Vision problems occur frequently among video display terminal (VDT) workers. Most worker health surveys show that the most frequent health related complaints among workers at VDTs are visually related. However, more public and professional attention is currently being directed towards the avoidance of musculoskeletal disorders such as wrist problems (e.g., Carpal Tunnel Syndrome), bursitis, muscle strains (e.g., neck tension syndrome), tendon disorders (e.g., de Quervain’s disease), and tenosynovitis (e.g., trigger finger) among others. These disorders are generally classified as Cumulative Trauma Disorders (CTD) or as Repetitive Strain Injuries (RSI).
VDT related vision problems are at least as significant a health concern as the musculoskeletal disorders. Most studies indicate that visual symptoms occur in 50-90% of VDT workers, while a study released by NIOSH showed that 22% of VDT workers have musculoskeletal disorders. A survey of optometrists indicated that 10 million primary eye care examinations are provided annually in this country primarily because of visual problems at VDTs – not a small public health issue. Vision problems are pervasive among computer workers and are the source of worker discomfort and decreased work performance.
There appears to be a communication gap regarding the nature and extent of vision problems related to VDT use. The vision problems experienced by VDT workers are varied and are difficult to grasp and understand by those who don’t specialize in vision. The misunderstanding may also be the result of unfounded reports of cataracts caused by VDTs, exaggerated manufacturer claims about the need for UV and other radiation protections, and misleading statements about the effects of specialty tinted and coated lenses (e.g., computer glasses) among other products.
In order to improve communication and understanding of the vision problems at computers, the American Optometric Association supports the use of the term “Computer Vision Syndrome” (CVS) to broadly encompass the visual problems experienced at VDTs. CVS can be used to refer to the entirety of visual problems experienced by computer users and therefore improve communication and understanding of these problems. However, since there is not a single factor or visual disorder which causes the visual problems at computers, CVS encompasses many different symptoms, disorders and treatments.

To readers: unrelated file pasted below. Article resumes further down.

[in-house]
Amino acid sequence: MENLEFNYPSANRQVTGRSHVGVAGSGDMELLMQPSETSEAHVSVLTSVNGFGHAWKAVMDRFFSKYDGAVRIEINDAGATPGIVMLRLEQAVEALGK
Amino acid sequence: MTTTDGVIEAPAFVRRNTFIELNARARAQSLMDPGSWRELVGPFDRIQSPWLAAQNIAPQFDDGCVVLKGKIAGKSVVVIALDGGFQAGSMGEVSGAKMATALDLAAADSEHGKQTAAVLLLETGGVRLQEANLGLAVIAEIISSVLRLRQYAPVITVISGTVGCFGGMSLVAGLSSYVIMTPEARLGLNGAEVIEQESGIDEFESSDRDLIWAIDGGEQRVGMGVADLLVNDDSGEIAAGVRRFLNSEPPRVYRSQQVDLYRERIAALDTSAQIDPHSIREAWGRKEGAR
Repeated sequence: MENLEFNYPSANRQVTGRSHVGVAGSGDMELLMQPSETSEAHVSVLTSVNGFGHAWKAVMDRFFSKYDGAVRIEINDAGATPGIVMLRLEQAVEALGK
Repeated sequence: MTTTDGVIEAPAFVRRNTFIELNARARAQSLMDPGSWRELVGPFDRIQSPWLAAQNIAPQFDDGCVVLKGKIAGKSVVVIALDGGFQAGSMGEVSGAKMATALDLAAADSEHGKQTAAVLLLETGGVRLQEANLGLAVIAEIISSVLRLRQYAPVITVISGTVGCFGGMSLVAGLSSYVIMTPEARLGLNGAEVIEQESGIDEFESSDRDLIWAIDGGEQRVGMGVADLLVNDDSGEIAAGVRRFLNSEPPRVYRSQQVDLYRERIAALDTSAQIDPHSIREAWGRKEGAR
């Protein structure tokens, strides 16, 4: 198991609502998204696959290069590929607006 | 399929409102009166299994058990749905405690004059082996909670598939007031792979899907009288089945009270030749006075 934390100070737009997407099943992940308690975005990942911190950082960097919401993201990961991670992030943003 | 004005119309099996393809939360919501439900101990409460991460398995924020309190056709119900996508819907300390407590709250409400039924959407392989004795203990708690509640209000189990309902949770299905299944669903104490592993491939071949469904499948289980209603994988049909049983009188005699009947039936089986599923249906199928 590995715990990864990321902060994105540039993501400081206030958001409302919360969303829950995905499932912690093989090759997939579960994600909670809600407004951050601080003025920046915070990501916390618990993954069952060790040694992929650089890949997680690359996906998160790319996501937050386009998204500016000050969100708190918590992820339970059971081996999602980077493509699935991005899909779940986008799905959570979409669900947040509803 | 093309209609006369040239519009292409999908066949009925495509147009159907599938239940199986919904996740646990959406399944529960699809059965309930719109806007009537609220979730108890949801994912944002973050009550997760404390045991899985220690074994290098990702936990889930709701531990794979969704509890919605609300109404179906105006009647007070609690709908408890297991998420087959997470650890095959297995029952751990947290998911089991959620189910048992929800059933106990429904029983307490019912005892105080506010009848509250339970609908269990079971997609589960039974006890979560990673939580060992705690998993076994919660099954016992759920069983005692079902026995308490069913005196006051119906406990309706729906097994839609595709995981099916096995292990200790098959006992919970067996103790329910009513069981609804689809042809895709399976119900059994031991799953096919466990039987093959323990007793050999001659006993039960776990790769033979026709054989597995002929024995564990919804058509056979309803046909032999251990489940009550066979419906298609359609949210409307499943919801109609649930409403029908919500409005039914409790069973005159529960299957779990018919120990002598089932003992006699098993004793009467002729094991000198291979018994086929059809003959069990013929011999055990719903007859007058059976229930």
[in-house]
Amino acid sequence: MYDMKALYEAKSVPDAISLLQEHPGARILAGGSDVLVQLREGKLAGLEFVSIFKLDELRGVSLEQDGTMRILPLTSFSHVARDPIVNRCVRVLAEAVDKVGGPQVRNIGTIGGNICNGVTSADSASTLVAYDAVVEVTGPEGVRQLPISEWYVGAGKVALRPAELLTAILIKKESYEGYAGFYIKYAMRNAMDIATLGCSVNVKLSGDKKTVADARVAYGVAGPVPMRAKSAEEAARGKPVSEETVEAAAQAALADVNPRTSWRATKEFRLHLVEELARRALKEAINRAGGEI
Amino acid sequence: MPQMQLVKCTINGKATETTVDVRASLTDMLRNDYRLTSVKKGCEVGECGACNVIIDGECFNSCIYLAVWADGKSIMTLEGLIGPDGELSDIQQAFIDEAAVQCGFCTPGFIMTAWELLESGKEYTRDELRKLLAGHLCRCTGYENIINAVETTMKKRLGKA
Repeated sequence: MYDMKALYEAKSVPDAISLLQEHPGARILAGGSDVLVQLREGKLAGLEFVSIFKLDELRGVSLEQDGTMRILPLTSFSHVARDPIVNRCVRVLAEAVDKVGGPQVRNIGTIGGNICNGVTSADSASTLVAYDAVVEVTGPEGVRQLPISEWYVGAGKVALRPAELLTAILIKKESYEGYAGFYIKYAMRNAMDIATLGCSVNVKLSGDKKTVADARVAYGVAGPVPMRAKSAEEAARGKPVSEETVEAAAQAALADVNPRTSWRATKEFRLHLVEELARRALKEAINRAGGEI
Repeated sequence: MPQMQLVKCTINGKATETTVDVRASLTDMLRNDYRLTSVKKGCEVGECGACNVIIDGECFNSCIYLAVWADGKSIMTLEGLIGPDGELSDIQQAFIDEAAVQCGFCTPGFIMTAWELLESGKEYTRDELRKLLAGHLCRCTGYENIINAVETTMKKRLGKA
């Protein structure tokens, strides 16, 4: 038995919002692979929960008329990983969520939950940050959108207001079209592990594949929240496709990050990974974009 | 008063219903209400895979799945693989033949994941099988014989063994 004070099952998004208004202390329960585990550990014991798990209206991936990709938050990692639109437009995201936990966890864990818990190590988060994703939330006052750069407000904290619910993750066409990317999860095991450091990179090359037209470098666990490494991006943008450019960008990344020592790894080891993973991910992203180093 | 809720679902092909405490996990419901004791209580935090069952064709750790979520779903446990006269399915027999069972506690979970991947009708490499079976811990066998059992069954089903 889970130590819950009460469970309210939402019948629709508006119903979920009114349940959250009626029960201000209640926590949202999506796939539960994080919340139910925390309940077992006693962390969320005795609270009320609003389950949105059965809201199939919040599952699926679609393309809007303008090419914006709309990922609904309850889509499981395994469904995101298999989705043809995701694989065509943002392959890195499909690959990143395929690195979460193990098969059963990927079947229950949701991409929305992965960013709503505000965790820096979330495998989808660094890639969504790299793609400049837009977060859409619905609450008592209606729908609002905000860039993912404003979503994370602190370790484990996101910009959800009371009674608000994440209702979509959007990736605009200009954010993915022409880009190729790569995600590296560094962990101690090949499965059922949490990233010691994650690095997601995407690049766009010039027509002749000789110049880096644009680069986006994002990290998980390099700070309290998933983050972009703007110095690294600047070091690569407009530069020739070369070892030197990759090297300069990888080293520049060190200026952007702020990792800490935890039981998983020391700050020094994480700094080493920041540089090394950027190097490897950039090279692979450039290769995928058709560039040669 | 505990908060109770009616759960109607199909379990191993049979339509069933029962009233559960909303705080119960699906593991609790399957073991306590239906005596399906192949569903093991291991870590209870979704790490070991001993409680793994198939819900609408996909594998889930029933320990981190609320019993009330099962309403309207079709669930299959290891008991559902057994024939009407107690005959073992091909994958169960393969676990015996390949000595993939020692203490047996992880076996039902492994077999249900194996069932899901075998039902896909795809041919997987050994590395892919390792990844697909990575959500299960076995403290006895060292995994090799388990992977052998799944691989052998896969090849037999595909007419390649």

Impact of Computer Use on Children’s Vision
When first introduced, computers were almost exclusively used by adults. Today, children increasingly use these devices both for education and recreation. Millions of children use computers on a daily basis at school and at home.
Children can experience many of the same symptoms related to computer use as adults. Extensive viewing of the computer screen can lead to eye discomfort, fatigue, blurred vision and headaches. However, some unique aspects of how children use computers may make them more susceptible than adults to the development of these problems.
The potential impact of computer use on children’s vision involves the following factors:
Children often have a limited degree of self-awareness
Many children keep performing an enjoyable task with great concentration until near exhaustion (e.g., playing video games for hours with little, if any, breaks). Prolonged activity without a significant break can cause eye focusing (accommodative) problems and eye irritation.
Accommodative problems may occur as a result of the eyes’ focusing system “locking in” to a particular target and viewing distance. In some cases, this may cause the eyes to be unable to smoothly and easily focus on a particular object, even long after the original work is completed.
Eye irritation may occur because of poor tearflow over the eye due to reduced blinking. Blinking is often inhibited by concentration and staring at a computer or video screen. Compounding this, computers usually are located higher in the field of view than traditional paperwork. This results in the upper eyelids being retracted to a greater extent. Therefore, the eye tends to experience more than the normal amount of tear evaporation resulting in dryness and irritation.
Children are very adaptable